Re­mem­ber­ing ‘Sarah Mar­shall’

Goofy 2008 rom-com is worth an­other look.

USA TODAY US Edition - - LIFE - Patrick Ryan Colum­nist

From the mo­ment Ja­son Segel opened his towel, I knew I was in trouble.

When I was 15, my par­ents took my friends and me to see For­get­ting Sarah

Mar­shall. To this day, I’m not sure why I thought the lat­est Judd Apa­tow­pro­duced com­edy was the best Satur­day night out­ing for a church youth group in Savannah, Ga., es­pe­cially when 21 and Leather­heads were play­ing right down the hall.

My con­ser­va­tive par­ents surely won­dered the same thing when, in the first five min­utes, a naked, flac­cid, drip­ping wet Peter Bret­ter (Segel) is dumped by his hot­shot ac­tress girl­friend Sarah Mar­shall (Kris­ten Bell) and pro­ceeds to have lots of cringe-wor­thy re­bound sex with strangers. It’s safe to say Mom and Dad didn’t go to the movies with me for a long time af­ter that.

But when I think of Sarah Mar­shall, which opened in the­aters 10 years ago Wed­nes­day, I don’t im­me­di­ately think of sink­ing into my the­ater seat or the awk­ward car ride home. In­stead, I’m re­minded of the broody nights it helped me through af­ter breakups and of all of the quotable one-lin­ers that elicit know­ing laughs in ev­ery­day con­ver­sa­tion. (“You sound like you’re from Lon­don!”)

On pa­per, the movie sounds like yet an­other en­try in the tired ro­man­tic­com­edy sub­genre of “schlubby sad sack gets his heart bro­ken, winds up with an­other girl who’s way out of his league.” Af­ter Sarah drops him for pro­mis­cu­ous English rocker Al­dous Snow (a scen­esteal­ing Rus­sell Brand), Peter de­cides to go on a va­ca­tion to Hawaii to clear his head. The only trouble is, Sarah and Al­dous are stay­ing at the same re­sort when he ar­rives. But with the help of sym­pa­thetic ho­tel re­cep­tion­ist Rachel Jansen (Mila Ku­nis), he finds a new out­look on life and is even in­spired to fin­ish his long-ges­tat­ing Drac­ula pup­pet mu­si­cal.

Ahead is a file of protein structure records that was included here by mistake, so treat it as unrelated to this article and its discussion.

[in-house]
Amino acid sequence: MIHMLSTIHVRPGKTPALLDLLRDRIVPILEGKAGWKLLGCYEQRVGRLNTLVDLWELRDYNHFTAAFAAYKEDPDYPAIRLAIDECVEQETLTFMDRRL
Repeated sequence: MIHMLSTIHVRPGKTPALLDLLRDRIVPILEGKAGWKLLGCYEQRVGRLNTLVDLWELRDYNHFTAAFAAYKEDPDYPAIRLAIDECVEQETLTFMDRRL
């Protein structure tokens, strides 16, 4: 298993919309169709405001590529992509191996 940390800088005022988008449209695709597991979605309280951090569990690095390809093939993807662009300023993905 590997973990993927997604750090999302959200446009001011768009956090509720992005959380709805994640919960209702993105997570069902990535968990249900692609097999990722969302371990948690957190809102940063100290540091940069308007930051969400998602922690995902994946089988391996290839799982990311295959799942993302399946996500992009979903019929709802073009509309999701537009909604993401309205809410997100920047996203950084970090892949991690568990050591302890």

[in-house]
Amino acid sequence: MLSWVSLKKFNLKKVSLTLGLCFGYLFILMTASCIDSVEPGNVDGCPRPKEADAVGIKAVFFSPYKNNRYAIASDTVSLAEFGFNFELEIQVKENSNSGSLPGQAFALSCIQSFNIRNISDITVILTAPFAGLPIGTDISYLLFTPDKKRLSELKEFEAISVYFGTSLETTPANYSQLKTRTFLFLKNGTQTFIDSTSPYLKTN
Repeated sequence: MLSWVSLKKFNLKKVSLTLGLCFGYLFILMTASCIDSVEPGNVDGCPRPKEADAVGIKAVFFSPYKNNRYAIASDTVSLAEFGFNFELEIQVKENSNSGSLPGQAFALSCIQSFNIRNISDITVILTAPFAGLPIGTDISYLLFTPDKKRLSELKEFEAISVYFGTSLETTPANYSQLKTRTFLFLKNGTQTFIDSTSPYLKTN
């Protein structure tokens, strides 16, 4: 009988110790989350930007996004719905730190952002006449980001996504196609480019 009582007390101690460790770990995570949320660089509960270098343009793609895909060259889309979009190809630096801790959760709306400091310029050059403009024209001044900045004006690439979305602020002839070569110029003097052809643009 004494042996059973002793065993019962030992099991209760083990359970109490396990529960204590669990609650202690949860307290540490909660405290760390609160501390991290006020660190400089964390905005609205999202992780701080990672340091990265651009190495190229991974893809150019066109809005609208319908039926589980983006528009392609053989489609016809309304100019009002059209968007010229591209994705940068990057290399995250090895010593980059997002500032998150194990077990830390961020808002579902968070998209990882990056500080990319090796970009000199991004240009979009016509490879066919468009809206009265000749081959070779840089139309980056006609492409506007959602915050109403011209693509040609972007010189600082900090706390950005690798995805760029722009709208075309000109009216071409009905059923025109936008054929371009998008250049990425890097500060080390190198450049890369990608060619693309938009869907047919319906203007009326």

While Ku­nis’ char­ac­ter is sorely un­der­de­vel­oped, Segel’s script suc­ceeds in show­ing both sides of a breakup. Sarah isn’t painted as a vil­lain: Mid­way through the film, we learn the great ef­forts she took to save their re­la­tion­ship. But ul­ti­mately, Peter’s man-child be­hav­ior made her feel like more of a par- ent than a part­ner. His step­brother, Brian (Bill Hader), and new friend, Dwayne (Da’Vone McDon­ald), don’t pity him ei­ther, and they tell him to stop wal­low­ing and start dat­ing again when he’s ready.

That con­cept may not sound too rev­o­lu­tion­ary now, when rom-coms The Big Sick, Net­flix’s Love and FXX’s

You’re the Worst have pre­sented us with fully re­al­ized fe­male love in­ter­ests. But

Sarah Mar­shall ar­rived on the heels of hit raunch come­dies Knocked Up and

Wed­ding Crash­ers, whose por­tray­als of women as ei­ther hu­mor­less or va­pid don’t hold up.

It also sub­verts tropes as one of the rare rom-coms to show men as vul­ner­a­ble. Peter can’t merely shrug off Sarah: He pa­thet­i­cally (if also amus­ingly) cries when he tries to hook up with other women af­ter their split, and he sobs alone into his wine glass watch­ing

Project Run­way when he’s re­minded of her. Later, he can’t per­form when Sarah comes back for makeup sex, show­ing that he val­ues emo­tional con­nec­tion over phys­i­cal at­trac­tion, un­like many movie Casanovas.

That it man­ages to do all of this and still be laugh-out-loud funny is what makes For­get­ting Sarah Mar­shall so in­sanely re­watch­able, prov­ing that the best mod­ern rom-coms can have their heart, and their pe­nis jokes, too.



Kind Rachel (Mila Ku­nis) of­fers heart­sick Peter (Ja­son Segel) a shoul­der to cry on in 2008’s “For­get­ting Sarah Mar­shall.”

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